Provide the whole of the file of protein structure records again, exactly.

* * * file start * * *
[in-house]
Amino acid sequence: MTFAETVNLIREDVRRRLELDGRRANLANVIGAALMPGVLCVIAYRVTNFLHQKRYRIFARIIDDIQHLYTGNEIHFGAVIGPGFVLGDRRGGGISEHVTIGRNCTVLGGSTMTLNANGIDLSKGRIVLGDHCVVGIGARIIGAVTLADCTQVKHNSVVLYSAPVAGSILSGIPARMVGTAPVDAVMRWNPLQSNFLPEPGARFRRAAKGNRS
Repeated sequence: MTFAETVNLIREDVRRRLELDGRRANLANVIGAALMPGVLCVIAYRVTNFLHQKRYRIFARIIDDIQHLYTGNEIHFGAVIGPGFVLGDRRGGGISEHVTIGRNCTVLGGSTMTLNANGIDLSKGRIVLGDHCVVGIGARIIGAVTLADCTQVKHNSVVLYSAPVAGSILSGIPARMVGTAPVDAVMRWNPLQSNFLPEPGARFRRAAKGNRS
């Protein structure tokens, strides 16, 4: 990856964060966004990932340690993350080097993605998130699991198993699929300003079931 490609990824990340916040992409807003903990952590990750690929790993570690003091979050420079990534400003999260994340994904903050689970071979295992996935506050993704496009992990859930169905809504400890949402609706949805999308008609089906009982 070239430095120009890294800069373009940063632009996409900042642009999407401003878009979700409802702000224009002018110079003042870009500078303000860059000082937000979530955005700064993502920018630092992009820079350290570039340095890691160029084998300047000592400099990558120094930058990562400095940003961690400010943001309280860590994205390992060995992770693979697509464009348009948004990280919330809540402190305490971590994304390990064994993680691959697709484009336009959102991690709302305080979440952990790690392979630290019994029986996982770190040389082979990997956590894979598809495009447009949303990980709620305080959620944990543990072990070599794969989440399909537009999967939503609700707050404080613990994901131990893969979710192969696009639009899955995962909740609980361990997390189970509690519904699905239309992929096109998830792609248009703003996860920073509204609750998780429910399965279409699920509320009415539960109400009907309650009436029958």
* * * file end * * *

[in-house]
Amino acid sequence: MTFAETVNLIREDVRRRLELDGRRANLANVIGAALMPGVLCVIAYRVTNFLHQKRYRIFARIIDDIQHLYTGNEIHFGAVIGPGFVLGDRRGGGISEHVTIGRNCTVLGGSTMTLNANGIDLSKGRIVLGDHCVVGIGARIIGAVTLADCTQVKHNSVVLYSAPVAGSILSGIPARMVGTAPVDAVMRWNPLQSNFLPEPGARFRRAAKGNRS
Repeated sequence: MTFAETVNLIREDVRRRLELDGRRANLANVIGAALMPGVLCVIAYRVTNFLHQKRYRIFARIIDDIQHLYTGNEIHFGAVIGPGFVLGDRRGGGISEHVTIGRNCTVLGGSTMTLNANGIDLSKGRIVLGDHCVVGIGARIIGAVTLADCTQVKHNSVVLYSAPVAGSILSGIPARMVGTAPVDAVMRWNPLQSNFLPEPGARFRRAAKGNRS
């Protein structure tokens, strides 16, 4: 990856964060966004990932340690993350080097993605998130699991198993699929300003079931 490609990824990340916040992409807003903990952590990750690929790993570690003091979050420079990534400003999260994340994904903050689970071979295992996935506050993704496009992990859930169905809504400890949402609706949805999308008609089906009982 070239430095120009890294800069373009940063632009996409900042642009999407401003878009979700409802702000224009002018110079003042870009500078303000860059000082937000979530955005700064993502920018630092992009820079350290570039340095890691160029084998300047000592400099990558120094930058990562400095940003961690400010943001309280860590994205390992060995992770693979697509464009348009948004990280919330809540402190305490971590994304390990064994993680691959697709484009336009959102991690709302305080979440952990790690392979630290019994029986996982770190040389082979990997956590894979598809495009447009949303990980709620305080959620944990543990072990070599794969989440399909537009999967939503609700707050404080613990994901131990893969979710192969696009639009899955995962909740609980361990997390189970509690519904699905239309992929096109998830792609248009703003996860920073509204609750998780429910399965279409699920509320009415539960109400009907309650009436029958």